John Stryjewski of Vision Engineering talked about a private venture he’s working on to observe and track satellites and space debris, first from Earth, and then from space. Space debris is becoming an increasing problem, as “space junk” can collide with useful hardware with a velocity of several kilometers per second, thereby creating even more debris.
Stryjewski’s hardware includes a gimbal for mounting a tracking telescope and the telescope itself, which has an aperture diameter of about half a meter (~1.6 feet). A privately run system would be of great interest to private industry and foreign nationals seeking information on orbital debris, as the U.S. Air Force is sensitive about releasing their best data (if you know what they can see, you can guess their targeting abilities in military situations). In addition to the tracking hardware, Vision Engineering is working on the data collection systems attached to them.
Along with the debris problem, Vision hopes to be able to visually inspect the physical state of satellites in LEO. Close-up views of these satellites could determine if they’ve been damaged or if they are in danger of colliding with another satellite.
Last up for the panel was Gabriel Rothblatt, whom I met and chatted with at Cape Canaveral’s Yuri’s Night last month. As President of the Florida Space Development Council and an enterprising individual, he is involved with multiple projects, including:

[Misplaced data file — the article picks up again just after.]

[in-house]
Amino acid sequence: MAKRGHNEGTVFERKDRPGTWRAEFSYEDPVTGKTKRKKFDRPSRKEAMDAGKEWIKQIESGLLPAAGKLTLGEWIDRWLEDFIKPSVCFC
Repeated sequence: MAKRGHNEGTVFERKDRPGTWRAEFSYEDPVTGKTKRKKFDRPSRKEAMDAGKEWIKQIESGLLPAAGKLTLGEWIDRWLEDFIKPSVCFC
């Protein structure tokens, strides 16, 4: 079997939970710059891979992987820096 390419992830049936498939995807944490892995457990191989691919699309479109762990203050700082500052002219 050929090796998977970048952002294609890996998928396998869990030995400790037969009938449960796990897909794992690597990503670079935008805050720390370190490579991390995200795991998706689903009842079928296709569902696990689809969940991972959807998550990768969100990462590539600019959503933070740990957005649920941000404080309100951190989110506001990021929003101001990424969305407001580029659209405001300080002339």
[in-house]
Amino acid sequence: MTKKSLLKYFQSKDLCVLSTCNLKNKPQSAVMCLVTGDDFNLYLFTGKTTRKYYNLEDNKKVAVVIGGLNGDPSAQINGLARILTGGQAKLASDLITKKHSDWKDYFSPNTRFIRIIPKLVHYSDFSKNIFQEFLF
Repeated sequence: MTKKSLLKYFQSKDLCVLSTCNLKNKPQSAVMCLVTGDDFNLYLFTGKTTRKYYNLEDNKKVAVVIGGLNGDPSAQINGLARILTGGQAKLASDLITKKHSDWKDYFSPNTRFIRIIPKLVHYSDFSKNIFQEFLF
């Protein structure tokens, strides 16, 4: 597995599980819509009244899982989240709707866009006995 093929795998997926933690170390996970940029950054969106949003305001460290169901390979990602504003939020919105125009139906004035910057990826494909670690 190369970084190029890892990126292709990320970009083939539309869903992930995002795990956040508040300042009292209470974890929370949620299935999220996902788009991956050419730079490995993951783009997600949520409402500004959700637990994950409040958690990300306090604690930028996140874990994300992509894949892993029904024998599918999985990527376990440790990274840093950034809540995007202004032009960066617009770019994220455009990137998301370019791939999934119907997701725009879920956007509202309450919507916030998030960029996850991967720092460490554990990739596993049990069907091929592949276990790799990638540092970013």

Society of Pastors for Advocating Celestial Exploration (SPACE), a group designed to bring together people of faith to support space exploration.
FLorida Oceanic Analogue Training (FLOAT–don’t you love acronyms?), which is a project that uses the Aquarius underwater habitat as an analogue for off-world exploration.
The Pioneering Space Declaration, which is an online petition to get the U.S. Congress to state directly that the purpose of the nation’s space activities–particularly the human space ventures–should be for human settlement of the solar system.
The Space Declaration project was interesting to me because of Rothblatt’s reasoning for it: “There is not a business case for putting humans in space…we are losing that race [to robotics].” When you take away most of the technical activities, the only things remaining are human activities, such as making homes, starting businesses, and raising families–things that robots do not do.
The Q&A session for this panel was quite animated, covering everything from satellite insurance to S3’s payload capacity to whether Florida has what it takes to compete among the states for New Space business. The general consensus was yes, with a few suggested caveats. For example, Texas and California have more access to venture capital. Florida needs to build resources and infrastructure that allow entrepreneurial space ventures to thrive. I’ll probably have more to say on this topic in the future.